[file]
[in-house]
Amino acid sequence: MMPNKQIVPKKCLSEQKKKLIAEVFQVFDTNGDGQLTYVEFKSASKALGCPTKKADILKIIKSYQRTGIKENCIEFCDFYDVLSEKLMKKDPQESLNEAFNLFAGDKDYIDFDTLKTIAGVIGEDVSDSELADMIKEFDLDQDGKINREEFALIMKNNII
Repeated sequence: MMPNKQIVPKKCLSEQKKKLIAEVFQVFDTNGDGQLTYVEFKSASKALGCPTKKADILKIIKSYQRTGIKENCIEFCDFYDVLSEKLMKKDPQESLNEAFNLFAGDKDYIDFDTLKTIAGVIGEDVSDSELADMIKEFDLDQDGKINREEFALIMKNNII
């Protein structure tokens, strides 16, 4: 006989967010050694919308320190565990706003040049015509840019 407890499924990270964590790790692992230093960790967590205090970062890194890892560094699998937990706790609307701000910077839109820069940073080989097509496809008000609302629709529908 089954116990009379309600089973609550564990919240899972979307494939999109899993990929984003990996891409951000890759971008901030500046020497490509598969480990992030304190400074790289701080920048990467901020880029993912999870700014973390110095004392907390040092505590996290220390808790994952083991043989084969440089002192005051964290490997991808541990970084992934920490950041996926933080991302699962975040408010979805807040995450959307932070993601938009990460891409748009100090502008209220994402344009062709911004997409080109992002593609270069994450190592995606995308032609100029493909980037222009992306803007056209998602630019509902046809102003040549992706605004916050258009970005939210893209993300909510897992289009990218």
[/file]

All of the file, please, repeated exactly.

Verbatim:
[in-house]
Amino acid sequence: MMPNKQIVPKKCLSEQKKKLIAEVFQVFDTNGDGQLTYVEFKSASKALGCPTKKADILKIIKSYQRTGIKENCIEFCDFYDVLSEKLMKKDPQESLNEAFNLFAGDKDYIDFDTLKTIAGVIGEDVSDSELADMIKEFDLDQDGKINREEFALIMKNNII
Repeated sequence: MMPNKQIVPKKCLSEQKKKLIAEVFQVFDTNGDGQLTYVEFKSASKALGCPTKKADILKIIKSYQRTGIKENCIEFCDFYDVLSEKLMKKDPQESLNEAFNLFAGDKDYIDFDTLKTIAGVIGEDVSDSELADMIKEFDLDQDGKINREEFALIMKNNII
């Protein structure tokens, strides 16, 4: 006989967010050694919308320190565990706003040049015509840019 407890499924990270964590790790692992230093960790967590205090970062890194890892560094699998937990706790609307701000910077839109820069940073080989097509496809008000609302629709529908 089954116990009379309600089973609550564990919240899972979307494939999109899993990929984003990996891409951000890759971008901030500046020497490509598969480990992030304190400074790289701080920048990467901020880029993912999870700014973390110095004392907390040092505590996290220390808790994952083991043989084969440089002192005051964290490997991808541990970084992934920490950041996926933080991302699962975040408010979805807040995450959307932070993601938009990460891409748009100090502008209220994402344009062709911004997409080109992002593609270069994450190592995606995308032609100029493909980037222009992306803007056209998602630019509902046809102003040549992706605004916050258009970005939210893209993300909510897992289009990218």